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LIBN Honors Brian Harper, M.D., M.P.H., with 2021 Diversity in Business Award

March 3, 2021

Brian Harper, M.D., M.P.H., vice president for equity and inclusion and chief medical officer, received a 2021 Diversity in Business award from Long Island Business News. These awards are designed to highlight the outstanding achievements of the region’s leaders who actively support the growth of diversity and equality in the community. Harper and several other leaders from a variety of organizations across Long Island were honored at the publication’s March 2 virtual awards ceremony.

A profile of Harper, which detailed his vast public health experience, appeared in a special section of Long Island Business News featuring this year’s honorees. In addition to highlighting his involvement with New York Tech’s Diversity Equity and Inclusion Task Force, the profile highlighted his career-long efforts to bridge gaps in healthcare inequality.

Among his various roles, Harper has served as a physician at the Rikers Island Medical Unit, as the first director of the Bureau of HIV Services at the Nassau County Department of Health, as president of Community Affairs at the Nassau University Medical Center, where he successfully recruited minority physicians to seven Community Health Centers, and as Suffolk County’s first African American Health Commissioner. As Suffolk County health commissioner, Harper launched the Office of Minority Health with two different African American physicians. The office, which still exists today, was founded to focus on resources to address health inequities in Suffolk County communities. Prior to arriving at New York Tech, he also served as chief operating officer and medical director of the Ralph Lauren Center for Cancer Care and Prevention, a partnership between Memorial Sloan Kettering Cancer Center and North General Hospital designed to provide quality cancer care to the residents of Harlem, N.Y., and surrounding areas, irrespective of a patient’s ability to pay.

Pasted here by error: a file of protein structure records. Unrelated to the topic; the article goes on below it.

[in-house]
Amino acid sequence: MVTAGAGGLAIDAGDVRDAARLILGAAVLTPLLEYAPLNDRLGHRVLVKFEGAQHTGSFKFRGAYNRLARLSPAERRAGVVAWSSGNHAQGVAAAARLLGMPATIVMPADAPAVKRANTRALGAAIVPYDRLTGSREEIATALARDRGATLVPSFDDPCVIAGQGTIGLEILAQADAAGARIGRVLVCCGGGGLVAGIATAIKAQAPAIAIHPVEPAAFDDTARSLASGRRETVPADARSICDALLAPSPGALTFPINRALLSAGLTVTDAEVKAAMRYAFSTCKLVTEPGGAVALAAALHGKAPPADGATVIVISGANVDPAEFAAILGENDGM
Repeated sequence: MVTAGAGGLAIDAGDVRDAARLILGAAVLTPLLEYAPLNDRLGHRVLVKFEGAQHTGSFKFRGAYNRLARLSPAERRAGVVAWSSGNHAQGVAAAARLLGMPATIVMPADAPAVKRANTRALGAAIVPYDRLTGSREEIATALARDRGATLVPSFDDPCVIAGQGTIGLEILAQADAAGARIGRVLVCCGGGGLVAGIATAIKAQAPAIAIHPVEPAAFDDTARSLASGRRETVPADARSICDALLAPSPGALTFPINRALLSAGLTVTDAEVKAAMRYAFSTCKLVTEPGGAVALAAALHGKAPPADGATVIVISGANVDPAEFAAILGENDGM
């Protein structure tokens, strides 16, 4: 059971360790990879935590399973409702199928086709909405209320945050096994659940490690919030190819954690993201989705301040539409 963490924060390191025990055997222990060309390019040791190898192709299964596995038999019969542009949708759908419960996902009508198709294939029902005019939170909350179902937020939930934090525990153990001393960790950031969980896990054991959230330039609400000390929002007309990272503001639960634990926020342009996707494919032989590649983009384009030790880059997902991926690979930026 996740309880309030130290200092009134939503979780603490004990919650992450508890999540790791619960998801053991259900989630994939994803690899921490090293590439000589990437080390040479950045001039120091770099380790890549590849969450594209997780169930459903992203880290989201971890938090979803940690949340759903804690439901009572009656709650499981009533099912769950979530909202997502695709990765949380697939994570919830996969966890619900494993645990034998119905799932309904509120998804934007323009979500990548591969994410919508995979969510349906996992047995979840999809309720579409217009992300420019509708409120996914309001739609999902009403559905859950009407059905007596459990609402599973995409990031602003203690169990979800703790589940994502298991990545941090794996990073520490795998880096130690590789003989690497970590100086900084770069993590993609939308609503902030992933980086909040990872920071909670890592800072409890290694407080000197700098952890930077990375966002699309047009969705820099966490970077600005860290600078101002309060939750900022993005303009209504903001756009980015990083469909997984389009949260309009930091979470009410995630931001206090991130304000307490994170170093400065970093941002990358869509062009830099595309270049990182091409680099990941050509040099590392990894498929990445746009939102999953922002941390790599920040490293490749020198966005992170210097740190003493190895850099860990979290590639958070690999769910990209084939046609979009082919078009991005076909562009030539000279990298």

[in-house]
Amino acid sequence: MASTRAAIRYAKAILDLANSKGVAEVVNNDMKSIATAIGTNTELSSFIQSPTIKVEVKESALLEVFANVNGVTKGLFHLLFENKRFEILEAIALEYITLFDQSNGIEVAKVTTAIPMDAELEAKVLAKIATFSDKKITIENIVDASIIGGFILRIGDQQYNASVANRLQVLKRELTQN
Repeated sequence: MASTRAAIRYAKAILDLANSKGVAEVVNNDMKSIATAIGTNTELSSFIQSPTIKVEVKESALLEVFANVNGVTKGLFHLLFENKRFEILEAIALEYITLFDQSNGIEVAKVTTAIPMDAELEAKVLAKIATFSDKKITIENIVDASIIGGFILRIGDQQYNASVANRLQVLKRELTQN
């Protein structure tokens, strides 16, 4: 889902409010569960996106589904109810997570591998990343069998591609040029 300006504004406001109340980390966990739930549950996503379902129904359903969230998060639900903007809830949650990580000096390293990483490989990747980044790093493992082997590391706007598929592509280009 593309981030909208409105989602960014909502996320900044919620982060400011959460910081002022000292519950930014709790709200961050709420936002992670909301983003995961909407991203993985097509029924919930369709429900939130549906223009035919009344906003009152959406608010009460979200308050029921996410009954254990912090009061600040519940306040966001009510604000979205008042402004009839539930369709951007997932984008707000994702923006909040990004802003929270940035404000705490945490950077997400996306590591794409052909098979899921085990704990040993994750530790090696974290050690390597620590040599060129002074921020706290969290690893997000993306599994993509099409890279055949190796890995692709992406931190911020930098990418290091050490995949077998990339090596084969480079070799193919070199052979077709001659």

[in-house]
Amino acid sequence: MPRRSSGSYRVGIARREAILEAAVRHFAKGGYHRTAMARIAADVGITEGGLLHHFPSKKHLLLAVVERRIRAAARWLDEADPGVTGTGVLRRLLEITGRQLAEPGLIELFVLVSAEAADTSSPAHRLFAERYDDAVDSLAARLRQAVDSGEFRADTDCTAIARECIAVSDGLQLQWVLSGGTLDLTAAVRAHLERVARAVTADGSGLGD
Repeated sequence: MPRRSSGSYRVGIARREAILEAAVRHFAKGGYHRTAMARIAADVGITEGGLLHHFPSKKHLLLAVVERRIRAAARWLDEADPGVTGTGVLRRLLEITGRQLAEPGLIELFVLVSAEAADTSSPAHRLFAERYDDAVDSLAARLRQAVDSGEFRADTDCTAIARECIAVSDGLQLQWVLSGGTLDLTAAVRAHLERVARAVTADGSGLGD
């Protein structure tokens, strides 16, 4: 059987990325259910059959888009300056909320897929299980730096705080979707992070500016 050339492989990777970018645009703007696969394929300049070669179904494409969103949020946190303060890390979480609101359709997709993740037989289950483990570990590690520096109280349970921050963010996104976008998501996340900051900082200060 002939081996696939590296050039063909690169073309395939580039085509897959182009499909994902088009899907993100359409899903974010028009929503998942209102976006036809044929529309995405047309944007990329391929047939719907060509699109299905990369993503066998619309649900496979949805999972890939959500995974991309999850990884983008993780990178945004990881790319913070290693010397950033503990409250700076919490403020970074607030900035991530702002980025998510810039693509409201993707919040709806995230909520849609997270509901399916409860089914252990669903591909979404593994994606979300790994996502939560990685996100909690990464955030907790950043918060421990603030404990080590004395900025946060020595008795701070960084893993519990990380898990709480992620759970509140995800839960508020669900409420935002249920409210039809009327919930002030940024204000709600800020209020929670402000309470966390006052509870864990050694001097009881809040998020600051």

Harper is also involved with several community organizations and professional groups, including the National Medical Association, which is the nation’s oldest and largest organization representing African American physicians and health professionals. The association’s members provide educational lectures to the community, serve as mentors to students, and focus on issues of health disparities. Harper serves as chair of the association’s local chapter, the Arthur Risbrook Medical Society.

When asked what motivates his efforts, Harper said, “I have spent roughly 30 years focused on issues pertaining to public health, including communicable diseases and health inequities. It has become more apparent than ever that a lack of health information or misinformation can literally result in both morbidity and mortality. This has motivated me to continue to educate the public on basic medical and scientific principles to help dispel myths and prevent unnecessary illness and death.”